Items collection cannot be modified when the DataSource property is set

You have a control that supports data binding (such as a DropDownList or a DataGrid) which is binded to a DataSource (such as a database table, an XML file or an array). If you try to add new items to it after you binded to a DataSource, you will get the error Items collection cannot be modified when the DataSource property is set.
This error is normal since controls that are binded to a DataSource cannot have their items changed or allow new items to be manually added, using a method for example. There is no way around this, thus if you want to add additional items to the control, you will need to add them to the DataSource. For example if the DataSource is an array, you will have to add a new value inside the array for each new item in the control, or if it’s a database table, you will need a new row.

Code Examples:

To add items to a control’s items collection when it’s bound to a data source in C#, you need to modify the data source directly. For example, if you’re using a List<string> as the data source for a ComboBox, you can add an item like this:

List<string> myDataSource = new List<string>();
myDataSource.Add("Item 1");
myDataSource.Add("Item 2");
comboBox1.DataSource = myDataSource;

// To add a new item
myDataSource.Add("New Item");
comboBox1.DataSource = null;
comboBox1.DataSource = myDataSource;

Here, the ComboBox is initially bound to a list. To add a new item, you add it to the list and then rebind the list to the ComboBox. This ensures that the control’s items collection is updated correctly.


  • Error: Modifying Items Collection: If you try to add or remove items directly from a control’s collection while it’s bound to a data source, you’ll encounter an InvalidOperationException.
  • Solution: Modify the underlying data source instead of the control’s items. For example, add items to the list or table that the control is bound to, then rebind the control to this updated data source.
  1. Dynamic Data Sources: If your UI control is bound to a dynamic data source, like a database or real-time data, ensure you update the data source itself. Avoid directly manipulating the control’s items. Use event handlers to refresh the control after updating the data source.
  2. Control-Specific Solutions: Different controls have unique methods for data binding. For instance, with a ComboBox, you can use comboBox.DataSource = null followed by resetting the data source to refresh the items.
  3. Handling Data Binding Errors: Often, issues arise due to improper synchronization between the data source and the control. Ensure the data source is properly formatted and compatible with the control. Use try-catch blocks to handle exceptions and provide informative error messages.

Example with .NET 5/6

In .NET 5/6, managing the DataSource property for controls like ComboBox or ListBox involves new practices. For example, when binding a List<string> to a ComboBox:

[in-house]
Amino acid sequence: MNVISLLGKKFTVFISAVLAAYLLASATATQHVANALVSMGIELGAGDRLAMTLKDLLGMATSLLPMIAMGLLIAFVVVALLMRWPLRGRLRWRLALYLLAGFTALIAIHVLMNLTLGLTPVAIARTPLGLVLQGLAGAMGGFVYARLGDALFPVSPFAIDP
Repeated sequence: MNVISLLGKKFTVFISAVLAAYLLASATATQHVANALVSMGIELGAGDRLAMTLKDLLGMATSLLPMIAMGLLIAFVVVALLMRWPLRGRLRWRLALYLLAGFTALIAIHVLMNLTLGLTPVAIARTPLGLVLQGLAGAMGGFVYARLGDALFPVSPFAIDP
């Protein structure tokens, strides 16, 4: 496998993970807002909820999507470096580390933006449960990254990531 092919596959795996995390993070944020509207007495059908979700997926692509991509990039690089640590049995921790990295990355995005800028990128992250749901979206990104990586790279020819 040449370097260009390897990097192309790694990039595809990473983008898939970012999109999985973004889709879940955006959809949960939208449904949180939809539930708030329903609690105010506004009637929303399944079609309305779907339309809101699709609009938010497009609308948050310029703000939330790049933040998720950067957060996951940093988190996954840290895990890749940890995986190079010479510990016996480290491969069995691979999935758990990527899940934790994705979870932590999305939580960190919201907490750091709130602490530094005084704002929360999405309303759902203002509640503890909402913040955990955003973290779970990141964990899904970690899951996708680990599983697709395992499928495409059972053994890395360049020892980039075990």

List<string> data = new List<string> { "Item1", "Item2", "Item3" };
comboBox1.DataSource = data;

If you need to update the data, modify the list and reset the DataSource:

comboBox1.DataSource = null;
comboBox1.DataSource = data;

This approach ensures the UI reflects the latest data, adhering to the improved data binding mechanisms in .NET 5/6.


In this example, a List<string> is used as the data source for a ComboBox in .NET 5/6. Initially, the list data is bound to comboBox1. When updating the list with a new item (“Item4”), the ComboBox’s DataSource is first set to null. This step is crucial as it effectively resets the data binding. Then, the updated list is reassigned as the data source. This two-step process ensures the ComboBox accurately reflects the changes made to the list, showcasing the updated data binding behavior in .NET 5/6.

Step-by-Step Guide with Code Examples

Initialize Your Data Source:

List<string> data = new List<string> { "Item1", "Item2", "Item3" };

Create a data source, such as a List, and populate it with initial items.

Bind to UI Control:

comboBox1.DataSource = data;

Bind this list to a UI control by setting its DataSource.

Update the Data Source:


Modify the list by adding or removing items.

Refresh the Control:

comboBox1.DataSource = null;
comboBox1.DataSource = data;

Reset the DataSource to null and then rebind to reflect the changes in your UI control.

Nathan Pakovskie is an esteemed senior developer and educator in the tech community, best known for his contributions to With a passion for coding and a knack for simplifying complex tech concepts, Nathan has authored several popular tutorials on C# programming, ranging from basic operations to advanced coding techniques. His articles, often characterized by clarity and precision, serve as invaluable resources for both novice and experienced programmers. Beyond his technical expertise, Nathan is an advocate for continuous learning and enjoys exploring emerging technologies in AI and software development. When he’s not coding or writing, Nathan engages in mentoring upcoming developers, emphasizing the importance of both technical skills and creative problem-solving in the ever-evolving world of technology. Specialties: C# Programming, Technical Writing, Software Development, AI Technologies, Educational Outreach

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